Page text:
A quiet corner of Indonesia is trying to turn itself into a model of clean energy use.
Sumba Island is aiming to function completely on renewable energy sources by 2025.
When the sun sets here in Sumba nearly half the population is plunged into darkness.
But now an energy revolution is taking place and we are here to find out what’s going on….
In a remote village in the mountains of west Sumba… 37-year-old Rambu Cinta sits on the porch of her thatched roof house chewing beetle nut.
For most of her life she has lived without electricity.
“Before at night we didn’t have anything to do. So after we had eaten dinner we just went to sleep (laughs).”
Now her family is one of 100 households that are getting electricity from a nearby micro-hydro power plant.
Umbu Hanggar the head of the household says it increases the family’s quality of life.
“When we got electricity, the women can weave floor mats at night and we can get extra income from that and the children can study and read books very well at night.”
Some 60 percent of the people in Sumba connect to electricity.
And 20 percent out of them are now using renewable energy. That is predicted to rise to 100 percent by 2025.
A plan being drive by the Dutch NGO, HIVOS, plans to turn Sumba into an iconic island of renewable energy.
The project was formalized three years ago with a signing of agreement between the Dutch NGO, the Indonesian state energy company and the central and local government.
Adi Lagur is the Sumba Iconic Island field co-coordinator from HIVOS.
“The reason why we are tapping into environmentally friendly energy is because in Sumba there are so many renewable energy resources. We can use solar, wind, water and from animal waste.”
Last year a Sumba Iconic Island taskforce was set-up that includes a steering committee, working groups and a national secretariat.
And early this year the project received 1 million US dollars from the Asian Development Bank to further develop renewable energy in this part of Indonesia.
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Adi Lagur says it’s not just about saving the environmental…. it makes economic sense.
“At the moment the Indonesian government hevily subsidies diesel and there will be a time when they will stop doing that. We don’t want this community to suffer because they can not longer afford diesel energy without the subsidies. So that’s why we need to start thinking now about using energy that is already here and part of this environment.”
We have climbed up from the micro-hydro project to up to around 600 meters above sea level and here they are tapping into a different source of energy and this time it’s coming from the wind…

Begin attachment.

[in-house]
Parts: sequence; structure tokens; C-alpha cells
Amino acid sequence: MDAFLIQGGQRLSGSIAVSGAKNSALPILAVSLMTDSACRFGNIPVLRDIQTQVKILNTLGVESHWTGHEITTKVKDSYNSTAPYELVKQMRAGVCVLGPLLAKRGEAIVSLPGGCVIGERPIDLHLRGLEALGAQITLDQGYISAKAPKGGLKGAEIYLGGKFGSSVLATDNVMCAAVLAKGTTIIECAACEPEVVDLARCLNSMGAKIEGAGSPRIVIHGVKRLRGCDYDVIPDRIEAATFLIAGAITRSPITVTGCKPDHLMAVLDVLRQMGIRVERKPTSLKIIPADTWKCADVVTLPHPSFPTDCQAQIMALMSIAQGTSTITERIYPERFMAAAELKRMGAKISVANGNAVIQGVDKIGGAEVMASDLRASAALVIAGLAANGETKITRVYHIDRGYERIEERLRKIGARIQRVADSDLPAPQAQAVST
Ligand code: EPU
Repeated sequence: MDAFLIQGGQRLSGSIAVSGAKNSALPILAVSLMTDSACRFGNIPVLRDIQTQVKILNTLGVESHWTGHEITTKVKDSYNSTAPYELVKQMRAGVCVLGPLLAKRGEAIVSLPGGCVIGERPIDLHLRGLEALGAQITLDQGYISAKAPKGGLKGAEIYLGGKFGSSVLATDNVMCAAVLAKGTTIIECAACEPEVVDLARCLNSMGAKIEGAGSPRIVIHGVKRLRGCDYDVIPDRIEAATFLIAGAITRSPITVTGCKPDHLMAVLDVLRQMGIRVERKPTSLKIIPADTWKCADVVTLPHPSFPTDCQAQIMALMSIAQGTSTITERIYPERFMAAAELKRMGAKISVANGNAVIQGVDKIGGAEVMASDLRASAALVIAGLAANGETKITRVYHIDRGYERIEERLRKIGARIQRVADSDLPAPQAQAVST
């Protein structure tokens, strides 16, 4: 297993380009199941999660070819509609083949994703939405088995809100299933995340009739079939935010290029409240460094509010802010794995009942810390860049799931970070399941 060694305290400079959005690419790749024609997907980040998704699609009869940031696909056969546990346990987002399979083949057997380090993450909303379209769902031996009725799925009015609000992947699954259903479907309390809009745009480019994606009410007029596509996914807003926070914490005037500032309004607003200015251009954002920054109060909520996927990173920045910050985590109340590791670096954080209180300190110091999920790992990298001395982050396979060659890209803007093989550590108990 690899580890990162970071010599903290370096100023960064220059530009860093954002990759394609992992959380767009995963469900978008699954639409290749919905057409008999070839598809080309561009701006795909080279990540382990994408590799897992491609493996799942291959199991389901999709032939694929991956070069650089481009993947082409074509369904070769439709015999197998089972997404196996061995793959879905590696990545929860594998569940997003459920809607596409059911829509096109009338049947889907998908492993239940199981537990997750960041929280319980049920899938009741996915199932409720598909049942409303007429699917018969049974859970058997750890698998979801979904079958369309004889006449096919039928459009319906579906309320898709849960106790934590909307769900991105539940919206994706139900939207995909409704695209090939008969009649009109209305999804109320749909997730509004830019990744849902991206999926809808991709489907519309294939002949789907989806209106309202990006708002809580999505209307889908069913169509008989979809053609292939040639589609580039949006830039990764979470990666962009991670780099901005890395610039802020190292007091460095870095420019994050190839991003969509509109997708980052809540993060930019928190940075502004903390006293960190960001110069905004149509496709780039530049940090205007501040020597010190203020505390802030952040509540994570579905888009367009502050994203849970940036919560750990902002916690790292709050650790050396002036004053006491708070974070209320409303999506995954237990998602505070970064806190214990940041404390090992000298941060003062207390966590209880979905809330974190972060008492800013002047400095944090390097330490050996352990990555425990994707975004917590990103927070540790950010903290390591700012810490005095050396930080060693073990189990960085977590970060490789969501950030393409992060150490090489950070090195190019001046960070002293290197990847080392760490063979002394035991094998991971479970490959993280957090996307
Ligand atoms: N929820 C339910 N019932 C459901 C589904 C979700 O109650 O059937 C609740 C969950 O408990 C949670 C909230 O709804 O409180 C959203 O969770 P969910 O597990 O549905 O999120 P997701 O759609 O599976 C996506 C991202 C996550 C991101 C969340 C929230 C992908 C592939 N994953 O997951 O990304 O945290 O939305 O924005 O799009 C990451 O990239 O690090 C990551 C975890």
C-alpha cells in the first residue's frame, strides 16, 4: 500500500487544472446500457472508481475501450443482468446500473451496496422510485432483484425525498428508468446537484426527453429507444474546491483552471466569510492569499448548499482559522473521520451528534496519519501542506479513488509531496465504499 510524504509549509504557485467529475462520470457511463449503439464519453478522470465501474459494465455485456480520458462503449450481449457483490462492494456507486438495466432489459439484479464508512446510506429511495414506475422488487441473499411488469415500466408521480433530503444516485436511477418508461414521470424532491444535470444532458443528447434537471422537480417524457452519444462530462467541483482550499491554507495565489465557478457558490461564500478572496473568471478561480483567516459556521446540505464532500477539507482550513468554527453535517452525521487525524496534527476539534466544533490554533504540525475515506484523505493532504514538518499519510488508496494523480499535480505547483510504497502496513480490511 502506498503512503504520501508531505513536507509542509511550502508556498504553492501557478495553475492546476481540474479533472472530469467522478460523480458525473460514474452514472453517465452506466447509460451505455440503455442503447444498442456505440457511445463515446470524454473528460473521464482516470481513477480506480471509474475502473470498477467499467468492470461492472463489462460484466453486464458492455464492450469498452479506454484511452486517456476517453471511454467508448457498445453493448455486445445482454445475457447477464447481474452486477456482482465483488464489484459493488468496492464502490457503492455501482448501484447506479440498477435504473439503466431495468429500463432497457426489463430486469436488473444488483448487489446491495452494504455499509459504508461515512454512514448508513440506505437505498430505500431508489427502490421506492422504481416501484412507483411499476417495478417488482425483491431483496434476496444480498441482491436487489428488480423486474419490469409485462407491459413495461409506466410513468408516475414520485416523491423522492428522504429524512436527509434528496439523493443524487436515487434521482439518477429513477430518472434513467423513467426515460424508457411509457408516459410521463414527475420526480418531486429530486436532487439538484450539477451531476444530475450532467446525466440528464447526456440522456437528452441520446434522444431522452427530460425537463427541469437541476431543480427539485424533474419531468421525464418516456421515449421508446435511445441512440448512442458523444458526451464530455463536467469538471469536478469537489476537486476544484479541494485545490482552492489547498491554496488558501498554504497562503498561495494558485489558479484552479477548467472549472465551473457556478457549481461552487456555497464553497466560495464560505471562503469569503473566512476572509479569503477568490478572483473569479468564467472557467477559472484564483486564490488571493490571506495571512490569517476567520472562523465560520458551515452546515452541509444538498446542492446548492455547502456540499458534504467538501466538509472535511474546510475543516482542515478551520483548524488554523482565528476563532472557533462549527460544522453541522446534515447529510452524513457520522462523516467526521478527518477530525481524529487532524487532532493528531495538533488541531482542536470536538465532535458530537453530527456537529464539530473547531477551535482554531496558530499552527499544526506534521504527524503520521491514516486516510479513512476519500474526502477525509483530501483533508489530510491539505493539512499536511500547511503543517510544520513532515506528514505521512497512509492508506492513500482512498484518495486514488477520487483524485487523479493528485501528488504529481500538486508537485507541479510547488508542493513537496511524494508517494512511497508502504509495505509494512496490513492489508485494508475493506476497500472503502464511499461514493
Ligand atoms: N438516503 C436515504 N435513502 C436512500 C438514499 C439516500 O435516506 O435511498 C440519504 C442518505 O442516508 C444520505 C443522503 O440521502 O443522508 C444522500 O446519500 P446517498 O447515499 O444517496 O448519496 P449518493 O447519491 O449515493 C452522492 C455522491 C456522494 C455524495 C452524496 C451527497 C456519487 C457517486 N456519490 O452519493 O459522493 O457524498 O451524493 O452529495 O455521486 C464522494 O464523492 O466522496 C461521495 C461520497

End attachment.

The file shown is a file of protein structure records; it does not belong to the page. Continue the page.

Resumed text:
“This area is not connected to the state electricity that uses diesel generators. But here the wind is strong and good for wind energy so why not tap into that?”
Amelia is a graduate from Indonesia’s top technology institute in Bandung.
Along with two of her colleagues from a local renewable energy NGO she is here to try and address the uneven development between west and east Indonesia.
“In Java we waste electricity. There are lights everywhere and they are left on here. They don't have electricity at all. At night they don’t even have a light to turn on to study. So I want to do something about it. It's not fair. In one place we are very high class and then here it's very sad even though we are one nation.”
This project that Amelia is working on will provide two lights for 22 households …..They will also get one power point.
This man is looking forward to charging is mobile phone at home.
“At the moment I walk to the nearest place that has electricity; that’s 7 kilometers away, I wait till the mobile phone is charged and then I walk the 7 kilometers back home again.”
This is another source of clean energy… or not so clean…
Sumbanese have learnt to make bio-gas from their animals waste….
Heinrich Dengi runs a popular local radio station in Waingapu and like most Sumbanese has pigs in this backyard.
“With chemical reaction from the bacteria of the pigs waste turns into bio-gas. And the the bio-gas is connected to the kitchen with a pipe, just like a water pipe and then we can go into the kitchen and turn on this gas just like turning on a water tap and then we can light the stove.”
Sulaiman from the Indonesian electricity company is promising that East Sumba will be using 100 percent renewable energy by the end of this year.
“My target is from the end of 2013 East Sumba will be not be using diesel energy anymore. End of this year. For East Sumba I will not be using the diesel generator, it will just be a back-up. ”
When solar was installed in this remote village last year…these children were able to watch television for the first time.
Aside from entertainment, it’s a window into what is happening in the capital Jakarta 2,000 kilometers away, says Yunus, one of the villagers.
“We like watching the news to find out what is going on over there... It's important to know particularly in the lead up to the Presidential election next year. Before we just voted based on gossip but now we know what is going on and we can make an informed choice of who to vote for.”